China Spooked By India’s Occupation Of Heights South Of Pangong Lake, Building New Road To Mitigate Threat From Indian Army
Why China is working on a new road south of the Pangong Lake in Ladakh.
China has started working on a new road south of the Pangong Lake after the Indian Army, aided by the Special Frontier Force, captured tactically important heights in the area, the latest satellite imagery shows.
On the intervening night of 29 and 30 August, Indian soldiers had captured heights in the Chushul sub-sector near the Spanggur Lake.
Being in control of these heights, overlooking the Spanggur Gap and the Chinese positions in the area, give India a significant advantage.
India can not only keep an eye on all Chinese movements, but also direct fire at these enemy positions in case hostilities escalate further.
The new Chinese road, which is coming up at some distance from the heights occupied by India, is being built to mitigate threats from India.
The existing Chinese road along the southern shore of the Spanggur Lake, which links PLA positions in this area to the Tibet-Xinjiang Highway, is vulnerable to attacks from the Indian Army troops on the Rezang-La-Rechin La ridgeline.
China has built an extensive road network in the area, right up to the Spanggur Gap. This network of roads connects the PLA bases in the area with the Tibet-Xinjiang Highway (Highway 219) in the Tibetan town of Rudok.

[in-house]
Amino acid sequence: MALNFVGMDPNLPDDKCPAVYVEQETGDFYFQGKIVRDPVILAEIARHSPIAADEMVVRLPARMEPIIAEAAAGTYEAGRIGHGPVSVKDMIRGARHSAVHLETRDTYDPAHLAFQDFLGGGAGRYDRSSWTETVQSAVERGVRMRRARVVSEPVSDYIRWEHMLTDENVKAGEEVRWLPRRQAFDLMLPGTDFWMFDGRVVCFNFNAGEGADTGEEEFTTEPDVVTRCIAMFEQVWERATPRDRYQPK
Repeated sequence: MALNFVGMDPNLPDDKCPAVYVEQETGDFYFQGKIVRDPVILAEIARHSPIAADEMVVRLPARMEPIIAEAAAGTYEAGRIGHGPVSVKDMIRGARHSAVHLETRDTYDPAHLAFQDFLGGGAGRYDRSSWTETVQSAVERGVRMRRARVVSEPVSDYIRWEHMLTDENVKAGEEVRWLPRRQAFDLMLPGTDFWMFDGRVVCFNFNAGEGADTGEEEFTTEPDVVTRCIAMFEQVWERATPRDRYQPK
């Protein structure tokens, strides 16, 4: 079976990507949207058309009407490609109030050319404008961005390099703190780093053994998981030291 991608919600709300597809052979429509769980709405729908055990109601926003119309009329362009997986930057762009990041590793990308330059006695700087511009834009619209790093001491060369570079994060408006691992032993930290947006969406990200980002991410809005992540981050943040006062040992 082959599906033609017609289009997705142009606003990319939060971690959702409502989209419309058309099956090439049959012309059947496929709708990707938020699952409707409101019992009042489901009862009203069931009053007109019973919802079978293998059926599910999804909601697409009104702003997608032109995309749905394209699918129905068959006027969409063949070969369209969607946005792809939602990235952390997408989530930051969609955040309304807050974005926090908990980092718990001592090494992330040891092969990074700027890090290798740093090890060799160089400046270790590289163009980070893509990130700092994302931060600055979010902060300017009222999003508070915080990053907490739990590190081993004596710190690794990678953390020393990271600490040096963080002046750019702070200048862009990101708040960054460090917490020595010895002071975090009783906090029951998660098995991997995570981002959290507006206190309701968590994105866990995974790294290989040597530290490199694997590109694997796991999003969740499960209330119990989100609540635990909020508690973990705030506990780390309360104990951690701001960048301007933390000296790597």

The new road will also help China to avoid reconnaissance.
The occupation of heights by India in the area has given New Delhi a bargaining chip to negotiate for China’s withdrawal in the ongoing military talks.
With India occupying positions on heights both north and south of the Spanggur Gap, its ability to thwart a Chinese attempt to ingress through the gap has increased significantly.
India is better placed to thwart such an attempt now than it would have been if the PLA had occupied these heights.
Fully armed Indian troops sitting on these heights atop the ridgeline, including those overlooking the Spanggur Gap, can not only monitor movements of the Chinese forces deployed in the larger area south of the Pangong Lake, but also dominate a number of PLA camps and positions in the area.
As you are no doubt aware, Swarajya is a media product that is directly dependent on support from its readers in the form of subscriptions. We do not have the muscle and backing of a large media conglomerate nor are we playing for the large advertisement sweep-stake.
Our business model is you and your subscription. And in challenging times like these, we need your support now more than ever.
We deliver over 10 - 15 high quality articles with expert insights and views. From 7AM in the morning to 10PM late night we operate to ensure you, the reader, get to see what is just right.
Becoming a Patron or a subscriber for as little as Rs 1200/year is the best way you can support our efforts.